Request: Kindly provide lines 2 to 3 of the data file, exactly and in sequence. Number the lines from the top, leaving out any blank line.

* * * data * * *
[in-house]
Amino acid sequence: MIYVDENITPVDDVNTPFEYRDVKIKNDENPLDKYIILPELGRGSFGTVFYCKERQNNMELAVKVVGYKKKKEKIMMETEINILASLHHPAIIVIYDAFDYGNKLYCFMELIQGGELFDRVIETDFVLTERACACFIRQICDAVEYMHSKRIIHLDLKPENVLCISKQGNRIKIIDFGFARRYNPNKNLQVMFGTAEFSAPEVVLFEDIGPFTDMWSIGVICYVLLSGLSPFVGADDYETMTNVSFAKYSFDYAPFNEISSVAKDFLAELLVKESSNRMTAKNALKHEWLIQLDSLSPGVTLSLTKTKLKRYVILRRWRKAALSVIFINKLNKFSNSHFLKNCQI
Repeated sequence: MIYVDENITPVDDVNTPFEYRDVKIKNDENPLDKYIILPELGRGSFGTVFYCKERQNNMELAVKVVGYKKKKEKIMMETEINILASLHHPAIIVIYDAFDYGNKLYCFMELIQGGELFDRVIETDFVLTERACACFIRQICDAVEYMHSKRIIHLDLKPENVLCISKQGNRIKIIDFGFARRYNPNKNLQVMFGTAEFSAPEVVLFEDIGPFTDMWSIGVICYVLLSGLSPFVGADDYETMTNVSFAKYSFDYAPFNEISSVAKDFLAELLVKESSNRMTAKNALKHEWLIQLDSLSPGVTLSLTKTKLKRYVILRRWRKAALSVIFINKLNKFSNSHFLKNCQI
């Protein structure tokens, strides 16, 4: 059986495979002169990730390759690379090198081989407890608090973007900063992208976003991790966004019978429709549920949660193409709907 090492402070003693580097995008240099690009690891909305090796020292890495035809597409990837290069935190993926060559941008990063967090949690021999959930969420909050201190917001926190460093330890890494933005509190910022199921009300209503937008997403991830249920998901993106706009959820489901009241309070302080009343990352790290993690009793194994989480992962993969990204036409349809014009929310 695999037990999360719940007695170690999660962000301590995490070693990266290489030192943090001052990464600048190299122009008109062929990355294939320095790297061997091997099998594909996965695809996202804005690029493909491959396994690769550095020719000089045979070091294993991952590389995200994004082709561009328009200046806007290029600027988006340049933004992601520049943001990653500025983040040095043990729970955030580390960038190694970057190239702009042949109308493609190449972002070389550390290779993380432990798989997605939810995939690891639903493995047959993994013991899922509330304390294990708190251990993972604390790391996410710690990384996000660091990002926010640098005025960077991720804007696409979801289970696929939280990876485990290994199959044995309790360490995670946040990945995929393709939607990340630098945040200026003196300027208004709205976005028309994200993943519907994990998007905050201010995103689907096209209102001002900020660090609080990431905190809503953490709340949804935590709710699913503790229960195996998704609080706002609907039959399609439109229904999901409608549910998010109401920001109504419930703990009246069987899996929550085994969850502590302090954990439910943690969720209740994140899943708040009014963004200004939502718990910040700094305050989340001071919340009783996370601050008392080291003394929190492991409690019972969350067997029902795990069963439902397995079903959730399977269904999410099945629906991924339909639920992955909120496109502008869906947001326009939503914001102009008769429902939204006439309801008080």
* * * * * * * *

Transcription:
Amino acid sequence: MIYVDENITPVDDVNTPFEYRDVKIKNDENPLDKYIILPELGRGSFGTVFYCKERQNNMELAVKVVGYKKKKEKIMMETEINILASLHHPAIIVIYDAFDYGNKLYCFMELIQGGELFDRVIETDFVLTERACACFIRQICDAVEYMHSKRIIHLDLKPENVLCISKQGNRIKIIDFGFARRYNPNKNLQVMFGTAEFSAPEVVLFEDIGPFTDMWSIGVICYVLLSGLSPFVGADDYETMTNVSFAKYSFDYAPFNEISSVAKDFLAELLVKESSNRMTAKNALKHEWLIQLDSLSPGVTLSLTKTKLKRYVILRRWRKAALSVIFINKLNKFSNSHFLKNCQI
Repeated sequence: MIYVDENITPVDDVNTPFEYRDVKIKNDENPLDKYIILPELGRGSFGTVFYCKERQNNMELAVKVVGYKKKKEKIMMETEINILASLHHPAIIVIYDAFDYGNKLYCFMELIQGGELFDRVIETDFVLTERACACFIRQICDAVEYMHSKRIIHLDLKPENVLCISKQGNRIKIIDFGFARRYNPNKNLQVMFGTAEFSAPEVVLFEDIGPFTDMWSIGVICYVLLSGLSPFVGADDYETMTNVSFAKYSFDYAPFNEISSVAKDFLAELLVKESSNRMTAKNALKHEWLIQLDSLSPGVTLSLTKTKLKRYVILRRWRKAALSVIFINKLNKFSNSHFLKNCQI